When a fly with vestigial wing is crossed with another fly having antlered wings, the F1 hybrids are intermediate in wing length showing that none of the mutated gene is dominant over the other. This hybrid is some times said as the vestigial antlered compound and contains two mutated genes at the same locus. They show Mendelian segregation and recombination.
Besides the vestigial and antlered wing described above there are several other mutations occurring at the same locus and resulting in nicked wings, strap wings or no wings etc. These are all multiple alleles.
Close Linkage Versus Allelism:
If we assume that these mutant genes, vestigial and antlered are not allelic located at different loci in place of locating at same locus in different chromosomes so closely linked that there is no crossing over between them, the mutant gene will suppress the expression of adjacent normal allele to certain extent.
These closely linked genes are called pseudo alleles and this suppression is the result of position effect. Thus, visible or apparent cases of allelism may be explained on the assumption of close linkage.
Another example of multiple alleles is the eye colour in Drosophila. The normal colour of the eye is red. Mutation changed this red eye colour to white. Other mutations at white locus took place changing the red eye colour to various lighter shades like cherry, apricot, eosin, creamy, ivory, blood etc., are also visible and are due to multiple alleles.
A cross between the two mutant forms, produces intermediate type in the F1 except white and apricot races which are not alleles but closely linked genes.
2. Coat Colour in Rabbit:
The colour of the skin in rabbits is influenced by a series of multiple alleles. The normal colour of the skin is brown. Besides it there are white races called albino and Himalayan as the mutant races. The Himalayan is similar to albino but has darker nose, ear, feet and tail. The mutant genes albino (a) and Himalayan (a h ) occupy the same locus and are allelic. Both albino and Himalayan are recessive to their normal allele (+).
A cross between an albino and Himalayan produces a Himalayan in the F1 and not intermediate as is usual in the case of other multiple alleles.
3. Self-Sterility in Plants:
Kolreuter (1764) described self- sterility in tobacco (Nicotiana longiflora). The reason was done by East. He described that self-sterility is due to series of alleles designated as s1, s2, s3 and s4 etc. The hybrids S1/S2 or S1/S3 or S3/S4 are self-sterile because pollen grains from these varieties did not develop, but pollens of S1/S2 were effective and capable of fertilization with S3/S4.
The genes causing self-sterility in plants probably produce their effects by controlling the growth rate of the pollen tubes. In compatible combinations, the pollen tube grows more and more rapidly as it approaches the ovule, but in non-suitable ones, the growth of the pollen tube slows down considerably, so that the flower withers away before fertilization can take place.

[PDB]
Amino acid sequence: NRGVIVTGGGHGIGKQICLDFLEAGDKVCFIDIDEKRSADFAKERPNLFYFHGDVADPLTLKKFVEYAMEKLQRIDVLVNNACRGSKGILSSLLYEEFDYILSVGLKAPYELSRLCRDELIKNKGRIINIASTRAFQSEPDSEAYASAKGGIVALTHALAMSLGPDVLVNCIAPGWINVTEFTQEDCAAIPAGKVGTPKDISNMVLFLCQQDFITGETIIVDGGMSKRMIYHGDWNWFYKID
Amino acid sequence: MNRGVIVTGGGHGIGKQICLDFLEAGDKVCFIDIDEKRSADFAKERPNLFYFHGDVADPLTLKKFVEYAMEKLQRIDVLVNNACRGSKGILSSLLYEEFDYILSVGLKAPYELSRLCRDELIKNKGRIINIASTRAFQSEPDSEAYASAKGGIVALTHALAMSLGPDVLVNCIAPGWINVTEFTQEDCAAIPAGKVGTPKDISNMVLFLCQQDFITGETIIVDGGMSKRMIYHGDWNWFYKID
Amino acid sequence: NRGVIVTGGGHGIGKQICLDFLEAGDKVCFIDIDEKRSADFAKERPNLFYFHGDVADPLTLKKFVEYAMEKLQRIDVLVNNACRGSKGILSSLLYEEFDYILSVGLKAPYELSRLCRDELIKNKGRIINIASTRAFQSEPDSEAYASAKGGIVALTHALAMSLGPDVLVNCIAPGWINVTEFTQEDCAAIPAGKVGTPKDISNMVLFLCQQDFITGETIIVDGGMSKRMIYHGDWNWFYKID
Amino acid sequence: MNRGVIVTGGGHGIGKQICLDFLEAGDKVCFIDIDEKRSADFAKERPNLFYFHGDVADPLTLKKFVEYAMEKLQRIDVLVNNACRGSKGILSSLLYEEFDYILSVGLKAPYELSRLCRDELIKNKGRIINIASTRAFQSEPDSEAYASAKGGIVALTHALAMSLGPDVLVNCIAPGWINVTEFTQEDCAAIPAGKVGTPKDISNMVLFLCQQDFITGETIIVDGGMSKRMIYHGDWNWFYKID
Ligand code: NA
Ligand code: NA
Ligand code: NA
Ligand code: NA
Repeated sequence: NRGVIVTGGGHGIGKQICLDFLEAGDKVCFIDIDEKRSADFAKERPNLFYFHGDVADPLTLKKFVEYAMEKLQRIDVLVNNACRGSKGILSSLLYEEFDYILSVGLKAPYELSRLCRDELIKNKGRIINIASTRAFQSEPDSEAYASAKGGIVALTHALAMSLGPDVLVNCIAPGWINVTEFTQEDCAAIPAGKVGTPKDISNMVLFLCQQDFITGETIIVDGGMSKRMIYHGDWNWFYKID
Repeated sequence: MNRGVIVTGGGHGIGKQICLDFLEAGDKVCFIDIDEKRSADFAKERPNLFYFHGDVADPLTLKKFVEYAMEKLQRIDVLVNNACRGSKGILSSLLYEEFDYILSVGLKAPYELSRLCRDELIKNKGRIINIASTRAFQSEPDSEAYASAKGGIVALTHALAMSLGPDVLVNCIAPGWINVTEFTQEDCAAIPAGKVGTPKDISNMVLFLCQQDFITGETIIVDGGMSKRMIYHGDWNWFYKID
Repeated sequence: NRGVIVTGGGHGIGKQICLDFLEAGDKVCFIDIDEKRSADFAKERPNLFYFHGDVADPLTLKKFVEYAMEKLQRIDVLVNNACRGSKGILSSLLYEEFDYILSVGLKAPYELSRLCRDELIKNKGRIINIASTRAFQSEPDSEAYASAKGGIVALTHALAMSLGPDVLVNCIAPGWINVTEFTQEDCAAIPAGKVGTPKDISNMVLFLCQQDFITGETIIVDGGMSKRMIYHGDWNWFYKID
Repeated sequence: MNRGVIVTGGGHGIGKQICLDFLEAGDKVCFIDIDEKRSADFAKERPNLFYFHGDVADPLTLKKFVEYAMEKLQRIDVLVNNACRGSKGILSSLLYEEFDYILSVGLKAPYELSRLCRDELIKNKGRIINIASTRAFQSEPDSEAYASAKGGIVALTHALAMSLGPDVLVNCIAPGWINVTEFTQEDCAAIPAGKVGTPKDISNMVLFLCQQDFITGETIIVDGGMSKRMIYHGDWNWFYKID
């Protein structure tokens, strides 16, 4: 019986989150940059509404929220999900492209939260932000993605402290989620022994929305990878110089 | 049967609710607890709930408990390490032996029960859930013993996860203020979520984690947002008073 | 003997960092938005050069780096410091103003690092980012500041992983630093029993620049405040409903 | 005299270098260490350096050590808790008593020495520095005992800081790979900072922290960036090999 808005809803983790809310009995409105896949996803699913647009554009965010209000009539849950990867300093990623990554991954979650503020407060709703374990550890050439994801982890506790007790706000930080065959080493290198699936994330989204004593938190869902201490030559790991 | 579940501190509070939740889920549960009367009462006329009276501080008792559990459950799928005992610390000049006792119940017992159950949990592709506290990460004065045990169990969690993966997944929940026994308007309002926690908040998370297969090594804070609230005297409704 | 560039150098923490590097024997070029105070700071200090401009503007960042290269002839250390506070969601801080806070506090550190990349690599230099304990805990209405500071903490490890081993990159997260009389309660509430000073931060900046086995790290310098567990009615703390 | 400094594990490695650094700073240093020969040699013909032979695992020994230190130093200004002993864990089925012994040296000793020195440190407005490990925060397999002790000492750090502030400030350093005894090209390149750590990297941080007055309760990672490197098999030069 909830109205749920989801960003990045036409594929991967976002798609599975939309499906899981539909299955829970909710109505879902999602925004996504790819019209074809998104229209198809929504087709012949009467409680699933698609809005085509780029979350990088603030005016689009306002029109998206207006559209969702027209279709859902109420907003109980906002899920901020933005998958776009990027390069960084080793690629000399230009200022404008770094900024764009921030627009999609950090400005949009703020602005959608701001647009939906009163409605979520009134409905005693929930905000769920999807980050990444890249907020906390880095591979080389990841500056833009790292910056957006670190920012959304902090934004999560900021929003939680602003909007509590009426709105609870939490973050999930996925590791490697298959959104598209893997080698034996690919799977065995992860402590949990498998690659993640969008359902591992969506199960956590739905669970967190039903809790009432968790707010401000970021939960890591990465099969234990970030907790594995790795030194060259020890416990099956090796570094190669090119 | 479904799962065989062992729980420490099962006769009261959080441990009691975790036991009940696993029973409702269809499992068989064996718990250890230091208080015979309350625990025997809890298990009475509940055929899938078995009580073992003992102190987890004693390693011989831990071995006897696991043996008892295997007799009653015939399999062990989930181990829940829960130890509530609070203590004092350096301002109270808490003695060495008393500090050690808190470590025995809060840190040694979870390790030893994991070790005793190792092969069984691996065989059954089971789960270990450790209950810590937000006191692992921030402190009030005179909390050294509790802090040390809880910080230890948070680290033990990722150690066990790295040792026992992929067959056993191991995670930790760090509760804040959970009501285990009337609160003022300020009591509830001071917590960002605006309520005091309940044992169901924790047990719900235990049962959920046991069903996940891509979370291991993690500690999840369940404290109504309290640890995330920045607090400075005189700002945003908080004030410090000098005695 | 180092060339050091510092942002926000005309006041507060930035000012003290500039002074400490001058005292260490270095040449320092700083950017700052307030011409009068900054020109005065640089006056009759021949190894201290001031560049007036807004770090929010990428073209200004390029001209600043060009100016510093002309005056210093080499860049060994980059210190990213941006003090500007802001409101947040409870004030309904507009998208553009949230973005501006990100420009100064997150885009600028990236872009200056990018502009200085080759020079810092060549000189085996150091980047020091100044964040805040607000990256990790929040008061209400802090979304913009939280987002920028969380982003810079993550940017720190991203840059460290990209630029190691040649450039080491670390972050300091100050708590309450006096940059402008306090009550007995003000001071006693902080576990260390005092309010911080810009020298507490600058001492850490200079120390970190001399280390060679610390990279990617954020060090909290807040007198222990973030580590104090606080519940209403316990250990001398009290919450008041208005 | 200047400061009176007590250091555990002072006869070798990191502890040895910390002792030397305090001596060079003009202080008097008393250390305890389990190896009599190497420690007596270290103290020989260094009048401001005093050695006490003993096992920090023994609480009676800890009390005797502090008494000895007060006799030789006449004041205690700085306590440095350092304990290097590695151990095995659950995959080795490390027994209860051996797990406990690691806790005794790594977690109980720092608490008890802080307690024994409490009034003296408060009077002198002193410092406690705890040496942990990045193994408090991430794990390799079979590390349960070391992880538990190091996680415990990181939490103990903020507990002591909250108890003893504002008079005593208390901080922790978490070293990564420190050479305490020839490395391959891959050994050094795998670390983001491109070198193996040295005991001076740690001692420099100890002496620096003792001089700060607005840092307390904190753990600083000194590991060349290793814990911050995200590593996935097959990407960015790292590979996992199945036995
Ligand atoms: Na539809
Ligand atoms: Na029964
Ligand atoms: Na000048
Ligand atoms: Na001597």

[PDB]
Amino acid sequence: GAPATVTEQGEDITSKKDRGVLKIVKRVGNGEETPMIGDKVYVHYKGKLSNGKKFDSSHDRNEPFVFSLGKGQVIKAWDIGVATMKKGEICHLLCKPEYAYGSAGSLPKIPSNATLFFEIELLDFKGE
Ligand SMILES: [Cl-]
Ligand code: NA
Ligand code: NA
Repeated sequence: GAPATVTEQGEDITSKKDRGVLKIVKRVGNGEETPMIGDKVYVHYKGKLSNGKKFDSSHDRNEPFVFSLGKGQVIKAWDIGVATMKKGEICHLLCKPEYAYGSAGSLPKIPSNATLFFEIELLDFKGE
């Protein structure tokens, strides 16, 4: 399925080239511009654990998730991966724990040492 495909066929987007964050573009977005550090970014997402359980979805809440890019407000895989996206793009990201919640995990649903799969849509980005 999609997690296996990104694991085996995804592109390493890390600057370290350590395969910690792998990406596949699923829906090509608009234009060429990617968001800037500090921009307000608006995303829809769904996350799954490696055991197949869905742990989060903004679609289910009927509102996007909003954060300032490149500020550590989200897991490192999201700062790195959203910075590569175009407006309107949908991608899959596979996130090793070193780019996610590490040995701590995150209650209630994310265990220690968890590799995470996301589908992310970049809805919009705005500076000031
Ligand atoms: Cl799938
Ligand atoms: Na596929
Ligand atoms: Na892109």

4. Blood Groups in Man:
Several genes in man produce multiple allelic series which affect an interesting and important physiological characteristic of the human red blood cells. The red blood cells have special antigens properties by which they respond to certain specific components (antibodies) of the blood serum.
The antigen-antibody relationship is one of the great specificity like that between lock and key. Each antigen and its associated antibody has a peculiear chemical configuration. Landsteiner discovered in 1900 that when the red cells of one person are placed in the blood serum of another person, the cells become clumped or agglutinated.
If blood transfusions were made between persons of two such incompatible blood groups, the transfused cells were likely to clump and shut out the capillaries in the recipient, some times resulting in death.
However, such reactions occurred only when the cells of certain individuals were placed in serum from certain other persons. It was found that all persons could be classified in to four groups with regard to the antigen property of the blood cells.
Large number of persons have been classified in to these four groups by means of the agglutination test and the distribution of blood groups in the offspring of parents of known blood groups has been studied. The evidence shows that these blood properties are determined by a series of three allelic genes I A , I B and i, as follows:
I A is a gene for the production of the anti-gin A. I B for antigen B, and i for neither antigen. The existence of these alleles in man and the case with which the blood groups can be identified have obvious practical applications in blood transfusion, cases of disputed percentage and description of human populations.
The alleles of these genes which affect a variety of biochemical properties of the blood, act in such a way that in the heterozygous compound I A I B , each allele exhibits its own characteristics and specific effect. The cells of the heterozygote contain both antigens A and B. On the other hand, I A and I B both show complete dominance over i, which lacks both antigens.
Table showing possible blood types of children from parents of various blood groups.
5. The ‘Rhesus’ Blood Group in Man:
A very interesting series of alleles affecting the antigens of human blood has been discovered through the work of Landsteiner, Wiener, Race, Levine, Sanger, Mourant & several others.